Welcome to Pedal Science, the weekly bike fitting blog by Nick Thomas of The Endurance Coach.
This week our resident bike fitter Nick Thomas veers away from fitting and discusses the benefits of indoor V outdoor riding. He has been suffering in the cold weather and that's more to do with his mental toughness and less to do with body fat percentage.
For most people turbo training is a necessary evil and done out of necessity rather than choice. To provide more motivation to embrace turbo training it helps to understand the benefits of training indoors over road riding, and when cycling outdoors would be more beneficial.
There are several advantages to turbo training:
- Training is not weather or light dependent so ideal for training throughout the winter
- Specificity is increased: exact power can be achieved with specific cadence for a certain amount of time
- There is no stopping or freewheeling due to traffic lights or congested roads
- Sessions are more time-efficient so less training time is required
We regularly use turbo sessions for clients when we want to achieve high intensity training. This could be maximal efforts with long recoveries or sustained efforts at – or above – functional threshold. Because there is no interruption the athlete is able to achieve a certain effort and maintain it for the required duration. The sessions are very hard but usually over within the hour: this would be almost impossible to replicate on the road, especially if VO2 max efforts are required.
If the athlete has a power meter the benefits are even greater as the effort can be continually monitored throughout the session. People often comment that there is ‘no hiding’ during these sessions.
Turbo sessions are also useful to improve cycling technique. A power meter will usually provide a spin scan which shows the power distribution throughout every pedal stroke and because the information is in real time the athlete can focus on improving technique throughout the session.
Power meters can also measures the power distribution between each leg so inequality can be reduced by focusing on the non-dominant leg. It’s possible for distribution to vary between 40% - 60% and a turbo trainer enables the athlete to complete single leg drills in a safe, controlled environment.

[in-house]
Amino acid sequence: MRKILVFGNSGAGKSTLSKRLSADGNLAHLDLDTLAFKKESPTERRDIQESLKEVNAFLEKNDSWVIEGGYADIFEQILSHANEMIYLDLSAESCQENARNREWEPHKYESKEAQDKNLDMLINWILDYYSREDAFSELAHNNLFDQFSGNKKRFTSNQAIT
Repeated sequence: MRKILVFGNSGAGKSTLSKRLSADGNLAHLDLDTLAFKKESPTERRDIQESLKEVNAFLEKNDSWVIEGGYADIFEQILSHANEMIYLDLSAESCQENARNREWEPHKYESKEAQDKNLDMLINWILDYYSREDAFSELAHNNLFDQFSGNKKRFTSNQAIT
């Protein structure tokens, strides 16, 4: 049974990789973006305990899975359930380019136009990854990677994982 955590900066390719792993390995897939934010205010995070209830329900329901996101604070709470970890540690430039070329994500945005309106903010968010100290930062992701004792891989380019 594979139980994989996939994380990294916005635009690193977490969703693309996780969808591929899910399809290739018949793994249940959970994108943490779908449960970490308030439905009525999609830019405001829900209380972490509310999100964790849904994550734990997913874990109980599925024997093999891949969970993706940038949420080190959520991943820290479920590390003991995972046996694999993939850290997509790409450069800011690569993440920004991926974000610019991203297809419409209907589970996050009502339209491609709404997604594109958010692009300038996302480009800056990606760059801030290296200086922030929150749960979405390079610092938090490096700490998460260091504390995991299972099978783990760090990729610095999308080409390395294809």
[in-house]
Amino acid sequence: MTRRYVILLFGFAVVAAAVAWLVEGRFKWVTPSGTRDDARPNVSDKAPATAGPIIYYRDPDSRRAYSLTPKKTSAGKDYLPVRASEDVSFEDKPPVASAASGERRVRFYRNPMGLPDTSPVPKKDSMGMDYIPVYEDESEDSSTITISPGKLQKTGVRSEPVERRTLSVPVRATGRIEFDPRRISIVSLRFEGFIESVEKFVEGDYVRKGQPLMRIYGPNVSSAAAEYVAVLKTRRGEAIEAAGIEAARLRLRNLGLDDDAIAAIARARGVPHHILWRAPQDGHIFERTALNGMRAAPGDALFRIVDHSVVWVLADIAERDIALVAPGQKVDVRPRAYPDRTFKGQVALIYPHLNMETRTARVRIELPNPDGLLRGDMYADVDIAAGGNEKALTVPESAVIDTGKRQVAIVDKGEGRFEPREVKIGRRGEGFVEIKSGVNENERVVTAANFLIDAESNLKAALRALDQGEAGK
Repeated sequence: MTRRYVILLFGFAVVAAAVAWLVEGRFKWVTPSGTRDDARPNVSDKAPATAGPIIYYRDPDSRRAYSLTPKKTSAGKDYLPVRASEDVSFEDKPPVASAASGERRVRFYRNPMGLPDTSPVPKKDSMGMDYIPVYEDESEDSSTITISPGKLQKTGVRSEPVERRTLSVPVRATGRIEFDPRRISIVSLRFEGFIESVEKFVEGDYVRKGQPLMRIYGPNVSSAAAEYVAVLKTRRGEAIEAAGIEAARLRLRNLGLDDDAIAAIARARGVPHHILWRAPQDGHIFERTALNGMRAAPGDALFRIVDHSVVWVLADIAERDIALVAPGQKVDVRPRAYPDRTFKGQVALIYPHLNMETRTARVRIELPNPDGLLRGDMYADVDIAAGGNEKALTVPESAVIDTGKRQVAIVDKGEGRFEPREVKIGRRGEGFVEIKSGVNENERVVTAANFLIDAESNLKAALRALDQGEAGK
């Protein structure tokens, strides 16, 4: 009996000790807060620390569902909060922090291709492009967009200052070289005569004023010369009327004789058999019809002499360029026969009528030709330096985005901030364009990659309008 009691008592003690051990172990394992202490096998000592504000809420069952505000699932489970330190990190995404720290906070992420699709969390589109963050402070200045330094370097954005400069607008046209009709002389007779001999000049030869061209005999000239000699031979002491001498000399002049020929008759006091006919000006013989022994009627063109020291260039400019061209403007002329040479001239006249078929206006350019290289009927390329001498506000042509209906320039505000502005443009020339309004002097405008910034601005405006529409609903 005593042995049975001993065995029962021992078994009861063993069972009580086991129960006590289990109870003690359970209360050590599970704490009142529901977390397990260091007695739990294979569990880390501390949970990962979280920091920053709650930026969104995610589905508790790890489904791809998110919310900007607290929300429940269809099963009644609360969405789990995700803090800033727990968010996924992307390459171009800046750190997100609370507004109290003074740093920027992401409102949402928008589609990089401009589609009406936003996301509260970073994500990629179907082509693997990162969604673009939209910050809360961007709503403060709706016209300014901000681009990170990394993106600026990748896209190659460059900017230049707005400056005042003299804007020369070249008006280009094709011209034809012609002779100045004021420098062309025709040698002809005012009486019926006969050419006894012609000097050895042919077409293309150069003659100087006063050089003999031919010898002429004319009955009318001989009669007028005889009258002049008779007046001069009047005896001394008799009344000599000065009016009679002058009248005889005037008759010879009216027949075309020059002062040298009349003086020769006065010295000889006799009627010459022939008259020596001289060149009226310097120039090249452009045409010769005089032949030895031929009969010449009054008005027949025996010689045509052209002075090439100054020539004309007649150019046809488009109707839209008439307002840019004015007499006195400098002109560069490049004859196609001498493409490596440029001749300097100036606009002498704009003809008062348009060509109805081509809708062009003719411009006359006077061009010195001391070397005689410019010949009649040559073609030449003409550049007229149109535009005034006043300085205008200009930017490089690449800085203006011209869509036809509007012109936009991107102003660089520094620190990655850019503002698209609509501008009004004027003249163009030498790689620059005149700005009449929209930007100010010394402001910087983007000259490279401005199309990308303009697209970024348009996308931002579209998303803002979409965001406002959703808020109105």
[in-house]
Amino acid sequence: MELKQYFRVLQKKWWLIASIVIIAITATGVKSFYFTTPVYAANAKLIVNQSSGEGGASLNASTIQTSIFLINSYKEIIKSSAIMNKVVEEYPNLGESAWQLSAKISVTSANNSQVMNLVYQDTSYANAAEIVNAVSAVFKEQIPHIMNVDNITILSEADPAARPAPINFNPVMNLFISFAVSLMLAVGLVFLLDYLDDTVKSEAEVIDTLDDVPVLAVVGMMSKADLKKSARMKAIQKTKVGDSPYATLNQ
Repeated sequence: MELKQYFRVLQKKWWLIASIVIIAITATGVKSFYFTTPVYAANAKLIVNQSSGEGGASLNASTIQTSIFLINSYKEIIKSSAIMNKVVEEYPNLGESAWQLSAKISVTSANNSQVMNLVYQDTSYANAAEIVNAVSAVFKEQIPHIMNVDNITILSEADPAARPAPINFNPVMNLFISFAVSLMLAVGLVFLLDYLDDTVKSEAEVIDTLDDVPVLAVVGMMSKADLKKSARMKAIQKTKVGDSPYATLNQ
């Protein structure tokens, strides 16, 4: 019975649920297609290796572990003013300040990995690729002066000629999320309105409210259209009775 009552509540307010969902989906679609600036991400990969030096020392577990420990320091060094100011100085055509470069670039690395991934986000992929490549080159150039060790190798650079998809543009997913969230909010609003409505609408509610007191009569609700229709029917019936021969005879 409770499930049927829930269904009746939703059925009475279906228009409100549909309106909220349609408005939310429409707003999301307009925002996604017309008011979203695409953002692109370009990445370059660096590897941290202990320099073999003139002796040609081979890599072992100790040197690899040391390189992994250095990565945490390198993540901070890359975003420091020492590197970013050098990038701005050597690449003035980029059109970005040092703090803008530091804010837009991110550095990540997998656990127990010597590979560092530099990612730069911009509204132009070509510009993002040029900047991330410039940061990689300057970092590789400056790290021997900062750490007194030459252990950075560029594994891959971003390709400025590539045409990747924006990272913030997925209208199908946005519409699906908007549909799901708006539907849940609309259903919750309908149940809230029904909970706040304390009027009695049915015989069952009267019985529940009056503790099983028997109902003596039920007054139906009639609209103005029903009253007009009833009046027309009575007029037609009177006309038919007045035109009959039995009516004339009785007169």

However there are also aspects of cycling performance which can’t be as easily achieved on a turbo trainer. To ride outside the body needs to constantly balance and there is also the continuous vibrations from the road which contribute to overall physical fatigue. The postural endurance required to maintain efficient posture and cycling efficiency when fatigued can only be achieved by riding outdoors, especially during longer sessions. The ‘time on the bike’ factor becomes even more important for people competing in longer events.
For anyone needing to complete longer rides but unable to ride outside a set of rollers is the ideal compromise. The bike sits on a set of roller wheels but isn’t attached so the athlete is required to balance on them throughout the session. Rollers therefore enable the athlete to train indoors but also maintain/develop postural endurance at the same time.
For high intensity interval sessions turbo training is the most effective way to train and also takes less time to complete a session. To develop postural endurance and adapt to the fatiguing nature of road riding longer sessions should be completed outdoors whenever possible. As a final point, if you don't do cafe stops, you're not a proper cyclist, so ride outdoors some of the time...
Nick Thomas is the resident bike fitter at The Endurance Coach. He is a fully qualified bike fitter and expert in lower limb mechanics, holding a BSc (Hons) in podiatry. You can contact him using the email address: firstname.lastname@example.org or see more about his fitting services by GOING HERE.